Aren’t Undocumented Immigrants a Drain on the Economy?

Especially in the current tough economic climate, a lot of usually-compassionate people feel like we just can’t sustain immigrants coming into the country right now. The presumption—which is actually inaccurate, according to economists—is that immigrants have a negative effect on the economy.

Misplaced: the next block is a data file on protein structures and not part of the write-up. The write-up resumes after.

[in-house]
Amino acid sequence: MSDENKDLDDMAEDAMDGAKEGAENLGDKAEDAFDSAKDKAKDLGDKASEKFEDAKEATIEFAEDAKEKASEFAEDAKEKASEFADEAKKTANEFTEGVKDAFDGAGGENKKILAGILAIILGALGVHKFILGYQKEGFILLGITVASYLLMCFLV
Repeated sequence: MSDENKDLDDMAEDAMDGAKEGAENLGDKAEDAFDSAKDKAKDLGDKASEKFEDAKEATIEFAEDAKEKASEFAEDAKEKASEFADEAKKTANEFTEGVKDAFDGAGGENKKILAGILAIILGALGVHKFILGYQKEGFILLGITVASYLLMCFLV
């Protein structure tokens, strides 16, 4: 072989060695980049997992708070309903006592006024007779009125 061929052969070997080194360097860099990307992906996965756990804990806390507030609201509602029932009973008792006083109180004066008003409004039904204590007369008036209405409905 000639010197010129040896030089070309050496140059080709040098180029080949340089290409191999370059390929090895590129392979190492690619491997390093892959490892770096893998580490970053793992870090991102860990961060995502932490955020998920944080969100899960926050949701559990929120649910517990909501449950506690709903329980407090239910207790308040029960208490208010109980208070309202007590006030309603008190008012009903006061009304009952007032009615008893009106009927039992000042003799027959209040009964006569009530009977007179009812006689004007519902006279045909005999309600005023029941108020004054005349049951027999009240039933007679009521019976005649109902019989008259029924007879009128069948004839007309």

In fact, the discipline of economics is almost unanimously agreed that immigration is really good for the economy; while we’re in hard times economically now, we’d be in much harder times if it were not for immigrants. The Wall Street Journal surveyed 46 economists recently and found 44 of them said that illegal immigration, specifically, had been good for the U.S. economy. Why? Basically, because immigrants fill in gaps in our labor market, at both the high and the low ends of the skills spectrum. America’s educational system does not produce enough scientists and engineers to meet the needs of a growing technology sector, so some of the brightest minds from across the world come to the U.S. (usually lawfully). But there are also major gaps in “low-skill” jobs, those which don’t require a college degree, or even a high school degree. Very few Americans are content to endure the long hours and strenuous work required of agricultural work, for example, which is why 50% to 60% of the food that touches our table was touched by immigrant hands along the way. Because immigrants are willing to do this hard work (at least for one generation—many do so knowing that their children will get the education that their country did not offer them and eventually have greater opportunities), we all enjoy inexpensive produce. The same logic applies to many other sectors of our economy, and we all benefit. Beyond just their labor, though, undocumented immigrants are also contributing in many other ways. They are consumers, “stimulating” our economy as they go about their lives, and they are also disproportionately likely to be entrepreneurs, starting small businesses at nearly double the rate of native-born citizens. Contrary to popular perception, most undocumented immigrants are also taxpayers. True, about one in four undocumented immigrants is paid in cash “under the table” (some U.S. citizens, I should note, do this, too), but the Social Security Administration estimates that three out of four undocumented immigrants has payroll taxes deducted from their paycheck and is paying income, Medicare, and Social Security taxes. Basically, that means that they are using a false Social Security card, typically with their name and an invented number. In fact, in 2007, the Social Security Administration took in $12 billion from names that did not match the right numbers. They do not send this money back, though. While they might send a letter notifying the employer, which is usually where the discussion stops, because employers are wary to let go of good employee, the money gets sent out to folks like my grandparents who paid into the Social Security system a generation ago and are now entitled to its benefits. The convenient thing for our federal government is that those millions of undocumented immigrants who are paying in so much will never get a penny out of Social Security: their bogus number is not valid for receiving benefits. Undocumented immigrants provide a huge subsidy to our unsustainable Social Security system. The government could probably make a Social Security card that was not so easy to counterfeit—the current card, unlike practically any other governmental document, has no photo, no biometric information, not even a barcode; it looks to have been made with blue construction paper and a typewriter—but maybe they lack the incentive to do so. Likewise, though the Internal Revenue Service has actually created a special “Individual Taxpayer Identification Number” that undocumented immigrants can use for filing tax returns (a false Social Security Number is not valid for that purpose, either) and, because they have been clear that they expect undocumented immigrants to pay taxes but will not communicate with the Department of Homeland Security so that they might be deported, many immigrants are filing taxes. But they are not eligible for most public benefits: without legal status, they are ineligible for welfare checks (Temporary Aid for Needy Families), food stamps, federal subsidized housing, Supplementary Security Income, and any other cash benefit. Immigrants do carry some serious costs with them, particularly for public education (guaranteed by a Supreme Court decision for children through 12th grade) and for emergency room treatment that they are unable to pay. Those costs are primarily borne by local and state governments: in fact, the average immigrant costs state and local government more in services than he or she pays in taxes. At the federal level, though, the reverse is true: immigrants pay in much, much more than they take out, and the overall net result is positive: immigrants pay in $80,000 more over the course of a lifetime than they take out in services, considering federal, state, and local. No wonder the federal government, which is really the only level of government that can comprehensively fix this problem, seems so slow to enact reform, while state and local governments are eager to address the issue. For a more thorough answer to these questions, we recommend reading chapters 7 of Welcoming the Stranger: Justice, Compassion & Truth in the Immigration Debate by Matthew Soerens and Jenny Hwang (InterVarsity Press, 2009). To go even deeper in understanding how economics relates to this topic, check out the resource page for further book recommendations.